It's not exactly timely anymore what with the week being half over, but I noticed in the DVD shop some new things that intrigue me, though not necessarily to the point that I'll actually buy them. I don't mean TaleSpin and Darkwing Duck, which, though I like the shows, I never really got into. And it's not the special anniversary edition release of The Jazz Singer, because it's not the famous 1927 movie that turned talkies into a commercial force. Nor is it the first remake. It's a special release of the second, 1980 remake, starring Neil Diamond and Lucie Arnaz. You may remember this from Roger Ebert's review of it in I Hated Hated HATED This Movie or from the parody it inspired on SCTV. (In one of those odd moments, the SCTV parody hit on what I think would make for an actually successful `remake' of the movie: have the parent be a successful jazz musician and the kid just want to be a cantor.)
There's also a release of Hong Kong Phooey, featuring all 31 episodes and even ``expert commentary on three key episodes.'' I'll put aside the question of why they made 31 episodes, since I'd think that 13 or 26 would be the natural units. I'm curious to how one becomes expert in Hong Kong Phooey because I can provide all sorts of comments and, heck, at this point I'm just giving them away for free anyway. My question is how could there be three ``key episodes''? It's a fun show, I agree, and there are some episodes which are better than others, but I can't think of any that are more important for getting the concept, or the characters, across.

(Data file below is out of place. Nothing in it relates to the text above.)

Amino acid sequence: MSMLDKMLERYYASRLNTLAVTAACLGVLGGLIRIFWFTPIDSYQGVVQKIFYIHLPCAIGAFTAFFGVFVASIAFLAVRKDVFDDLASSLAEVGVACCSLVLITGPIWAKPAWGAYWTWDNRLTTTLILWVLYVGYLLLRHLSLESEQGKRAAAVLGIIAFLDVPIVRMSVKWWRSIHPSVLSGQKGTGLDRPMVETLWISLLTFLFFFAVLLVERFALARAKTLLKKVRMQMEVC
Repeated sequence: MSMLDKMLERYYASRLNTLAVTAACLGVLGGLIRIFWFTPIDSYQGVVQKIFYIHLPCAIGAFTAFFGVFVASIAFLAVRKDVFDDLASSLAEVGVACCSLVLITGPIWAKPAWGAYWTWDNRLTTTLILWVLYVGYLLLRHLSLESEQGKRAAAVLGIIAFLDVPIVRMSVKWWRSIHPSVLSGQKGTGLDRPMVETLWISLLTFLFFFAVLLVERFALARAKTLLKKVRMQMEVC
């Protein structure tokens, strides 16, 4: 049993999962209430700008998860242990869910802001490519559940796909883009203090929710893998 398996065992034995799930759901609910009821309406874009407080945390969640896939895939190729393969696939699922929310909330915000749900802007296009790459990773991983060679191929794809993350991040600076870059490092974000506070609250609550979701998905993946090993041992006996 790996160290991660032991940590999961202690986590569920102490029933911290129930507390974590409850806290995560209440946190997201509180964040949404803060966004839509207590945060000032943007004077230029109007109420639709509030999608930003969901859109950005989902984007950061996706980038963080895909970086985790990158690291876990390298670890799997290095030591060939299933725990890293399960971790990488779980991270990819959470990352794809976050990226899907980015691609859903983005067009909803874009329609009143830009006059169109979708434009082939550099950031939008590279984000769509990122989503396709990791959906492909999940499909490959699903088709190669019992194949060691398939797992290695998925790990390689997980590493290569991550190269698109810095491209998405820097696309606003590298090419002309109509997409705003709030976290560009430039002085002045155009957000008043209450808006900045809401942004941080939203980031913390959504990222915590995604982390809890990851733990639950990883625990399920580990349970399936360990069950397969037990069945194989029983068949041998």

There's also the complete Magilla Gorilla, at nearly twice the price of Hong Kong Phooey despite having only 23 episodes. For no reason I can now reconstruct Magilla was very important to me when I was a kid, and I'm afraid I drove my parents a bit crazy singing the theme song. It's bad enough I remember spending time figuring out, after one episode where Magilla gets a couple magic wishes, just how long he'd have to spend to eat the billion bananas he ends up with, and about how many would be spoiled even for how quickly he was eating them. It's certainly a sign of some minor personality disorder to try precisely calculating the humorous tag of a cartoon about a talking gorilla who has silly encounters with a fairy god-gorilla. Worse, I don't remember what I concluded, so I'd have to reconstruct the calculations. I shouldn't be put into this sort of thing by the video store.
Trivia: Léon Gaumont's Chronophone company made sound one-reel movies (with the audio recorded on a gramophone) from 1905 to 1910. Source: The Speed of Sound, Scott Eyman.
Currently Reading: The Johnstown Flood, David G McCullough.